DMV Hearings in Brevard County, Florida
Brevard County DUI Defense Law Firm
If you were arrested for drunk driving in Brevard County, you only have 10 days to request a hearing with the DMV to retain your driver's license. If you fail to request a hearing, the DMV will
automatically suspend your license, even if you are not convicted of drunk driving. A Brevard County DUI attorney can fight to get your license reinstated, so contact Parks & Braxton, PA today to learn more about your legal options with our law firm.
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What is at Stake in a DMV Hearing
After your DUI arrest, you will receive notification from the DMV that your drivers' license is suspended. Many people don't realize that they can actually contest the license suspension through a hearing with the DMV.
How to prepare for a DMV hearing:
- Contact an attorney. Without the help of a legal professional, it may be difficult for you to navigate the DMV hearing process.
- Submit a written request for an administrative review hearing. This must be completed no later than 10 days following the notification of your license suspension. Your request must include your name, driver's license number, birthdate, and address.
- With your attorney, organize important information regarding the case. The hearing is not a legal proceeding, but may include the same information and evidence as your court case.
Driver's License Suspensions: What You Need to Know
What warrants a driver's license suspension?
According to F.S. § 322.2615(1)(a), law enforcement has the authority to suspend your driver's license in two situations: you are arrested for driving under the influence or you refuse to submit chemical testing, regardless of Florida's implied consent laws.
What happens to my license when I'm arrested?
Under F.S. § 322.2615(1)(a), the arresting officer will take your driver's license and give you a provisional license. This license will only last for 10 days. At the end of the 10 days, your license will remain suspended unless you requested a review hearing.
How long do I have to wait for my DMV hearing?
If you request a hearing, the department must schedule a review no later than 30 days after it receives the request. When the DMV schedules your review, it will send you a notification of the time, date, and place of your license suspension hearing.
Will I go to court for my license suspension hearing?
No. Your DMV hearing is not related to your court case. A hearing officer from the department will oversee the hearing, not a judge. The hearing will involve some of the same issues as your court case, but they are technically separate.
Formal vs. Informal Hearings
Under F.S. § 322.2615, an informal review only involves an examination of the suspension by the DMV. During the hearing, an officer from the DMV will review the materials from law enforcement and from you attorney. After the DMV reviews your case, it will make a decision regarding your license suspension to sustain, invalidate, or amend the suspension. The DMV will send you a notification regarding the outcome of the hearing.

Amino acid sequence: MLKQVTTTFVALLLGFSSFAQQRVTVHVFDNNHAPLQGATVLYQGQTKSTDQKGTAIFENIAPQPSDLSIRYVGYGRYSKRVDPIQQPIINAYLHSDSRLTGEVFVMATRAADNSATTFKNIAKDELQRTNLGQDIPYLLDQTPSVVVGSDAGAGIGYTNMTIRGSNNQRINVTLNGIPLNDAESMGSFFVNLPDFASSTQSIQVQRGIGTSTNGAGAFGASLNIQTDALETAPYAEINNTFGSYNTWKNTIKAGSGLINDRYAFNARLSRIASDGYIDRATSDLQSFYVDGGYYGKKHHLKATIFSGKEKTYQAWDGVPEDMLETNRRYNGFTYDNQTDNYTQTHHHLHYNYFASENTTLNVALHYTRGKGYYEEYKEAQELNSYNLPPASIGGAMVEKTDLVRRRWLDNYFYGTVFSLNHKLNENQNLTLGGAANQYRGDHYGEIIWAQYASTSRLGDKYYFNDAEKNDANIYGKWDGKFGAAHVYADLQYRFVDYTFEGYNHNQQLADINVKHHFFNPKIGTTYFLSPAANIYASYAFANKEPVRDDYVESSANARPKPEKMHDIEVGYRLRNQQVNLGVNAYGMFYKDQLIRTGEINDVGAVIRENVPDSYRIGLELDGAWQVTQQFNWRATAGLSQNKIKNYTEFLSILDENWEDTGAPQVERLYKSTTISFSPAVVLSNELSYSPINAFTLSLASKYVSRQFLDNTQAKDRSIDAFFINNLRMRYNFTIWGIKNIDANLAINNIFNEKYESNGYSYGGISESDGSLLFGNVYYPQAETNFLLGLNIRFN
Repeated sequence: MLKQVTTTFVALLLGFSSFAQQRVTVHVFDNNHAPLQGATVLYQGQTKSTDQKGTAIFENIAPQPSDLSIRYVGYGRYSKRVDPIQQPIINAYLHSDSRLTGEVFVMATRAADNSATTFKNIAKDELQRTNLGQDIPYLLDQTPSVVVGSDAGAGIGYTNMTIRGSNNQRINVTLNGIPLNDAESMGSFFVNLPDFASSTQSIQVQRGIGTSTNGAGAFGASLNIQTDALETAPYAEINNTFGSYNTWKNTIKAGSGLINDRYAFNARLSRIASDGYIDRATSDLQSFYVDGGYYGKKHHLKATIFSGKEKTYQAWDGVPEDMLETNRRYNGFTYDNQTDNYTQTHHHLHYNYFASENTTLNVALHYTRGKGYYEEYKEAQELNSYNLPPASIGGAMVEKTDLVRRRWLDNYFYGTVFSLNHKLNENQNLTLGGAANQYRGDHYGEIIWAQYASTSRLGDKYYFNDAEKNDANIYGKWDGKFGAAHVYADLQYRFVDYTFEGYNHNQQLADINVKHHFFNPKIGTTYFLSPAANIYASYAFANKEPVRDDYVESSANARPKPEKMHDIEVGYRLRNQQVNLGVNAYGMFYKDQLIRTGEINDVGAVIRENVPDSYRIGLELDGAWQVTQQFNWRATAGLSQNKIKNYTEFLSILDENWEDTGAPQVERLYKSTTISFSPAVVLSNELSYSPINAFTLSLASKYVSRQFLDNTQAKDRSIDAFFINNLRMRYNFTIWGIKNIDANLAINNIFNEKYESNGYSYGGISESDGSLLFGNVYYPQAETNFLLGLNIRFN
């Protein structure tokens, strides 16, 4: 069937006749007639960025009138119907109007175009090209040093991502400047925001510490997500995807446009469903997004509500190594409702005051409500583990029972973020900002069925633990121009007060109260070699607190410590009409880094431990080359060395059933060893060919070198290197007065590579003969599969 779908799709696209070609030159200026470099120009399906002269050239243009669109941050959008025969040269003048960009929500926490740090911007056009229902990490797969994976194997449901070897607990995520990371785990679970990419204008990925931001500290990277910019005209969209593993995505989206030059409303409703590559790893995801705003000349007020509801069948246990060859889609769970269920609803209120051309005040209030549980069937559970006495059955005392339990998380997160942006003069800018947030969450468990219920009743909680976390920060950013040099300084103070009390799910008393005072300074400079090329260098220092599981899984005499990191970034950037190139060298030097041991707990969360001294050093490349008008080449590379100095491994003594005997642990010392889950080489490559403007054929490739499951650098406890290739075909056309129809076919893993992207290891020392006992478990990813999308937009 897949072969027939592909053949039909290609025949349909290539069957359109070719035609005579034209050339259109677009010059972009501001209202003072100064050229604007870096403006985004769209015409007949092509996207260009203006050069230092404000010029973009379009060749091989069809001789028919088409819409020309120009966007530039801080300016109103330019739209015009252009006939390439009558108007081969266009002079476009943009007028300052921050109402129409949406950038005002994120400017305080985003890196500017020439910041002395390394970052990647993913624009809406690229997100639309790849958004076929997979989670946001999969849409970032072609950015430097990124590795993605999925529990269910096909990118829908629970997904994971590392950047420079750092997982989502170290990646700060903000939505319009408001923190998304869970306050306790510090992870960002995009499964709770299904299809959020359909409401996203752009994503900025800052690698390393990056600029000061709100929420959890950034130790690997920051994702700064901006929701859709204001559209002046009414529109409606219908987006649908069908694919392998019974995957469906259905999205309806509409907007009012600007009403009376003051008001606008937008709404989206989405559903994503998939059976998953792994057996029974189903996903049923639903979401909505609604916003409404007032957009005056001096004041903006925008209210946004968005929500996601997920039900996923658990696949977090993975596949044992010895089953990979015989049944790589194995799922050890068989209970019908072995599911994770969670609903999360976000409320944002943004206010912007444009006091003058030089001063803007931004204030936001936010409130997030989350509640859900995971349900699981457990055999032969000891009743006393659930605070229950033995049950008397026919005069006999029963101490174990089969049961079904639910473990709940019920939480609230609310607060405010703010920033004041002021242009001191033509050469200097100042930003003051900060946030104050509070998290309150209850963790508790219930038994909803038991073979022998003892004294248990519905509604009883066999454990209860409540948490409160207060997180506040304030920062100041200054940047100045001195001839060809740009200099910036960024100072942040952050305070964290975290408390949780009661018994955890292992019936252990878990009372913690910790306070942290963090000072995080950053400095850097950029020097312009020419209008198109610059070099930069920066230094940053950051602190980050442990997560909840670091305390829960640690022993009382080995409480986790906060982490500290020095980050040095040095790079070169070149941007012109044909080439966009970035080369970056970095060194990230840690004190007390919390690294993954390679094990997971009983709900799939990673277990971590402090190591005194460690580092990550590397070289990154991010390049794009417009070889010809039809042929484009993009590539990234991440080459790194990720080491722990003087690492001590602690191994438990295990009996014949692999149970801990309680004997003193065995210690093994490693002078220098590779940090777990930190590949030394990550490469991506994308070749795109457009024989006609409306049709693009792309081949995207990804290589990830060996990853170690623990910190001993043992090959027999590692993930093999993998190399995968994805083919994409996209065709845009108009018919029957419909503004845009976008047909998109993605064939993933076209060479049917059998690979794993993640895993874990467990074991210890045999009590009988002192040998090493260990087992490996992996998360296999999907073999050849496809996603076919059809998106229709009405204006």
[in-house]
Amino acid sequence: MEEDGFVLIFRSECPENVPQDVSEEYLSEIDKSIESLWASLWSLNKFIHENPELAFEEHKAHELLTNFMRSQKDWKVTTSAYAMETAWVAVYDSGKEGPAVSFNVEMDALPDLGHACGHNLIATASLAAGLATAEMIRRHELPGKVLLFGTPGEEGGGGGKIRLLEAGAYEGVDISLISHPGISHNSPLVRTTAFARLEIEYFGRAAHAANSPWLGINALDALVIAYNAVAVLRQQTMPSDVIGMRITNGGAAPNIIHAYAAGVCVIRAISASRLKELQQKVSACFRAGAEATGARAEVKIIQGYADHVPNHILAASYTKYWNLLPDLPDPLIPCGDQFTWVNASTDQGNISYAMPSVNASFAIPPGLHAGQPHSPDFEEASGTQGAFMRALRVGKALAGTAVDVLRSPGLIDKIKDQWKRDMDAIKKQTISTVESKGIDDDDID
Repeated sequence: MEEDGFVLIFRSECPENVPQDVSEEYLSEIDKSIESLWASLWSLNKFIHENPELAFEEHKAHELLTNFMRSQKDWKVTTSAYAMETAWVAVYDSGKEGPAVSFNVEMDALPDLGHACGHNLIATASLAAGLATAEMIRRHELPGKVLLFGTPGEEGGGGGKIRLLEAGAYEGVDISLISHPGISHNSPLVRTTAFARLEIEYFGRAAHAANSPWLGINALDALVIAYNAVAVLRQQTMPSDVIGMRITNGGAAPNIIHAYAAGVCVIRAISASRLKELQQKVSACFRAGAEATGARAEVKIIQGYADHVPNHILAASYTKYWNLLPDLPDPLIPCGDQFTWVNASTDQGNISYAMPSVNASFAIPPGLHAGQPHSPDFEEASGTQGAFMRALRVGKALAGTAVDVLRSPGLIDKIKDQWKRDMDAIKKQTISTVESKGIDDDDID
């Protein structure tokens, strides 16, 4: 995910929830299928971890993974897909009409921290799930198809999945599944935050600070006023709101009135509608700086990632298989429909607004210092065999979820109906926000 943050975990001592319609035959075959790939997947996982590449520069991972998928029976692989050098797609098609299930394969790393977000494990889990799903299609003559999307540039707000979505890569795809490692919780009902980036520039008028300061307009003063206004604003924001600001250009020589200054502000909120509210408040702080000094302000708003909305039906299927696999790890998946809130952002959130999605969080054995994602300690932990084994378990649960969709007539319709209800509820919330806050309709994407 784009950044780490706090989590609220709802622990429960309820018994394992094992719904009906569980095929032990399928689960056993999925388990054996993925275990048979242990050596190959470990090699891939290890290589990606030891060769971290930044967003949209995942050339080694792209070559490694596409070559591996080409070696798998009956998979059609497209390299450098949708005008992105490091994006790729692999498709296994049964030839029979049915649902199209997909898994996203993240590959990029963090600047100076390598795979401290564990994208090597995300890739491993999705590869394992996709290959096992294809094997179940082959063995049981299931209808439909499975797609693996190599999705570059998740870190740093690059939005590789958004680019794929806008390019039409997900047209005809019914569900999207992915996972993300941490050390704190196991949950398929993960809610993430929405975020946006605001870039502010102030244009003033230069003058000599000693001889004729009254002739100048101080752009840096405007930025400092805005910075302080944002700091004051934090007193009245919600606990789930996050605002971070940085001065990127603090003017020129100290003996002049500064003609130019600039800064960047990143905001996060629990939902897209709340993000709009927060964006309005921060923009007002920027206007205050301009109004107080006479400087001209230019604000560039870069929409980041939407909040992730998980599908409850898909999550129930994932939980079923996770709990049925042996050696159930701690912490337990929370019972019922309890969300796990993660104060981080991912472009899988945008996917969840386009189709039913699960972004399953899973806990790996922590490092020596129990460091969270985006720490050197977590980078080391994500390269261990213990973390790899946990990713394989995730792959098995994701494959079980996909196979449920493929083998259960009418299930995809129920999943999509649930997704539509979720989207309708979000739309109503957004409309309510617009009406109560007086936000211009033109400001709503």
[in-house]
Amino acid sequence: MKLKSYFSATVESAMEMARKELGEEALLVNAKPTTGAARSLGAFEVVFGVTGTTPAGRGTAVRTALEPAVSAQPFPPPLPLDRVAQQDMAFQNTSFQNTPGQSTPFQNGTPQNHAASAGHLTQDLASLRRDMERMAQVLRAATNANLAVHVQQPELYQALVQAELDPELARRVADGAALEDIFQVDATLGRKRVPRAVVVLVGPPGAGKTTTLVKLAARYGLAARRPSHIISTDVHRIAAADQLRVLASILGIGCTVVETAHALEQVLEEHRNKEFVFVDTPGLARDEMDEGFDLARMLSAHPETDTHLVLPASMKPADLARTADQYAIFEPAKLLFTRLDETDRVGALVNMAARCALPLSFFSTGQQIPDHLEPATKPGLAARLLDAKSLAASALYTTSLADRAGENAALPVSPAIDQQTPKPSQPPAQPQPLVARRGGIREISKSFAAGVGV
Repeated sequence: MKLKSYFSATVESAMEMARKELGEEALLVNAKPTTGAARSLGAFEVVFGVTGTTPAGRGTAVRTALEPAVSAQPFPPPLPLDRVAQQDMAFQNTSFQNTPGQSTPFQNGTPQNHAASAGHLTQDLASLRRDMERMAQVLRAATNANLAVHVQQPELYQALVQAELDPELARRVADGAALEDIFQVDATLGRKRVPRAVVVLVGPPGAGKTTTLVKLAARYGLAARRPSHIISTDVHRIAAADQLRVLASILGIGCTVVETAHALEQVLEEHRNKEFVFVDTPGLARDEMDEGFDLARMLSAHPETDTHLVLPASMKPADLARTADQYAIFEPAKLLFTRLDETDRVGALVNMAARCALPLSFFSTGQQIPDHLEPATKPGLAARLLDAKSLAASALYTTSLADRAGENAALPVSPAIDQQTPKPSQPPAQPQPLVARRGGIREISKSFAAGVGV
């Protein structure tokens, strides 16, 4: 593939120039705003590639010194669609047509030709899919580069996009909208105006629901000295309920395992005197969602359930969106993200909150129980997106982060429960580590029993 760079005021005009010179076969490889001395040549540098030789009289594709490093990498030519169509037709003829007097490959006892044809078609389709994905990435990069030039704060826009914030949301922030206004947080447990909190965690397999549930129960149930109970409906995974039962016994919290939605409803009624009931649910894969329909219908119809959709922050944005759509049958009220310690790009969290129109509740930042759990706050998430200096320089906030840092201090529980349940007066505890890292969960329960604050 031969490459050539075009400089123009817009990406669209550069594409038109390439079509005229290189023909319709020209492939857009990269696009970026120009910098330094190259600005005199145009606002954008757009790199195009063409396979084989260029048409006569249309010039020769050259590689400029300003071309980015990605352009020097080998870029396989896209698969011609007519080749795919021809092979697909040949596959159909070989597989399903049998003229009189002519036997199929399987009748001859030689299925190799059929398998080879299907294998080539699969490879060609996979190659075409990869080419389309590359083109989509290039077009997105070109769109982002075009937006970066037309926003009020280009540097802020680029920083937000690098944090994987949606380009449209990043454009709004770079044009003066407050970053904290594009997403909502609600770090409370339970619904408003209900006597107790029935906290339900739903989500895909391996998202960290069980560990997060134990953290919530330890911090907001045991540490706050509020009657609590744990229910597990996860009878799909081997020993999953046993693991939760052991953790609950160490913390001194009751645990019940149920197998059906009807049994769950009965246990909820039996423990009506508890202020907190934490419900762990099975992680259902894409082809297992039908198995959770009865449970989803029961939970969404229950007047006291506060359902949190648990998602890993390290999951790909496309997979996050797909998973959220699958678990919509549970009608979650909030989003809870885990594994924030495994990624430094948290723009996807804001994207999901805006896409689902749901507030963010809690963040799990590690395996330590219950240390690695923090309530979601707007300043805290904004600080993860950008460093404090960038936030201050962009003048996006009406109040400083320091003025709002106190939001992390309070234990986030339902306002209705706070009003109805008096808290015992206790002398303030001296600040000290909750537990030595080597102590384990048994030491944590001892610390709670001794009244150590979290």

Unlike an informal hearing, a formal hearing involves witnesses, evidence, testimony, and relevant documents. If you request a formal hearing and fail to appear on the selected date, your right to a hearing is automatically disregarded and your license automatically suspended. Like an informal DMV hearing, a formal hearing will determine whether or not the DMV has ample cause to suspend your driver's license.
Types of DMV Hearing
DMV Hearing for Driving Under the Influence
There are two basic reasons for a DMV hearing: you were arrested for drunk driving or you failed to submit to chemical testing for DUI, such as breath, blood, or urine testing. If you were arrested for drunk driving, the DMV hearing will be used to determine the following:
- Did the police officer have a good reason to pull you over?
- Were you actually in control of the vehicle when you were arrested?
- Were you under the influence of alcohol or a controlled substance?
- Was your BAC higher than .08%, the legal limit?
DMV Hearing for Refusing Chemical Testing
Refusing to submit to chemical testing during a DUI investigation is another way to lose your driver's license to suspension. If a law enforcement officer asked you to submit to breath, blood, or urine testing and you refused, your hearing will determine several factors, such as:
- Did law enforcement have probable cause to believe you were DUI?
- Were in physical control of a motor vehicle?
- Did law enforcement tell you that your license would be suspended?
At first-time refusal will lead to license suspension lasting one year; a second refusal will result in a license suspension period of 18 months. The suspension begins the day that the department notifies the driver that his / license is suspended.
Contact a Brevard County DUI Defense Lawyer Today
If you were arrested for driving under the influence, our team of Brevard County DUI lawyers can help you retain your right to drive. With more than 40 years of legal experience behind us, we have the legal skill to protect your rights. Whether you were arrested for DUI or refused to submit to chemical testing, you only have 10 days to request a hearing. Over the years, our lawyers have helped thousands of clients. Let us use our experience to help you!